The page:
Consider the case when a shared module is changed between branches for two versions, both of which are being maintained. As features are cherry-picked to and from each branch, the common module is constantly being rebuilt despite the fact it has not changed on either branch. This is because currently we have task-based incremental compilation which is far too fine grained for any kind of long-lived cache. The inputs and outputs are cached in the buildDir as transient things.
However, at the module level, we have a much more coarsely grained set of inputs and outputs. The inputs are the combination of all task-based inputs of the leaf nodes and the outputs are the artifacts of the module. These can be shared in a larger, semi-persistent cache.
With this, in the aforementioned scenario, the common module that exists as two very different things on each branch are only ever built once. Additionally, this module-level input and output system allows for skipping executing entire module task graphs (even if they all will only be skipped).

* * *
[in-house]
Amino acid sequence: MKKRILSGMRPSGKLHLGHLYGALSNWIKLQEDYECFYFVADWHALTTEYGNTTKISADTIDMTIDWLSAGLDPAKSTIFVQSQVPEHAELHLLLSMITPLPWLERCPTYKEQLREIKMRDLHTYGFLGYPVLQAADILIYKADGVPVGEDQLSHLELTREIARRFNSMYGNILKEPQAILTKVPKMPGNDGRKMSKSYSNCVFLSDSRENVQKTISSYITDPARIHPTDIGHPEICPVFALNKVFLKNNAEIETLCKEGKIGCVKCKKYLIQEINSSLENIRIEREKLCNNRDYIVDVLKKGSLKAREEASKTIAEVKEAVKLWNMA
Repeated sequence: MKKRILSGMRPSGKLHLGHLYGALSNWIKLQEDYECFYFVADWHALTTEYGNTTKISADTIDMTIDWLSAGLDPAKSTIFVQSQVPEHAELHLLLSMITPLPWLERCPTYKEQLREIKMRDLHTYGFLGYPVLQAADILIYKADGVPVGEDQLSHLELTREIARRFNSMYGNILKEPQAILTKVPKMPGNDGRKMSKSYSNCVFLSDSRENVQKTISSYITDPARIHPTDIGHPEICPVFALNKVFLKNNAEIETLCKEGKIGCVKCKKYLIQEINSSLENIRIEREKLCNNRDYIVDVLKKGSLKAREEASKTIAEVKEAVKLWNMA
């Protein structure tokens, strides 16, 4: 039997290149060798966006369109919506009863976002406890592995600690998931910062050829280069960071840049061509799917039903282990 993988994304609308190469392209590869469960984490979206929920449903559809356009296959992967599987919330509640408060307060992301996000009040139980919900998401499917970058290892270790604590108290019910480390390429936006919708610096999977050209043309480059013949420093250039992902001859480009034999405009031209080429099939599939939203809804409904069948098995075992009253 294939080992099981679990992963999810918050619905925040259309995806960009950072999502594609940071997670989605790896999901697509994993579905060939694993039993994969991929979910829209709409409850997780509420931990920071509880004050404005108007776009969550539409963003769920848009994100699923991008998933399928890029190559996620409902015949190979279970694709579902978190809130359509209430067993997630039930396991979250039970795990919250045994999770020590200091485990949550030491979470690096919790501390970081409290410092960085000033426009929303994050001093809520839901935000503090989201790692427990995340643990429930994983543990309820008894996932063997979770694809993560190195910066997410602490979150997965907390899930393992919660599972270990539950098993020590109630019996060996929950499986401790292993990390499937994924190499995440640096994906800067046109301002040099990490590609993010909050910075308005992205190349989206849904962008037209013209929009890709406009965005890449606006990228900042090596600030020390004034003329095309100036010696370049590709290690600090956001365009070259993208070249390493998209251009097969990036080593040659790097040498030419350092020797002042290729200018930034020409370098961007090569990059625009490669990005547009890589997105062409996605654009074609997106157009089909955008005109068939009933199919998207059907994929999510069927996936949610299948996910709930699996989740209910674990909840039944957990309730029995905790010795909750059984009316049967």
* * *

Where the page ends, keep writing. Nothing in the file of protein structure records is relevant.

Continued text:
Here’s another scenario: Do a clean build of an entire project. Make some changes and do another build. A few of the untouched modules are quickly skipped and you get incremental compilation of the changed modules. Now undo the changes you make and run a build. Every module is skipped because you have reverted to a state in which every module’s inputs match that of a previous build and therefore the cached module artifacts are swapped in for an instant completion.
Since we don’t want the cache to grow indefinitely, it should behavior in an LRU fashion and evict artifacts which are not used for some time. Additionally, companies with modules that number in the hundreds would benefit from a centralized remote cache which would be a fallback on local cache miss. This would allow big beefy boxes to build all the things and cache all the things on a less resource-constrained system.
While seemingly only applicable to large projects, I think and hope the entire-module skipping functionality would help medium sized projects to have quicker builds as well.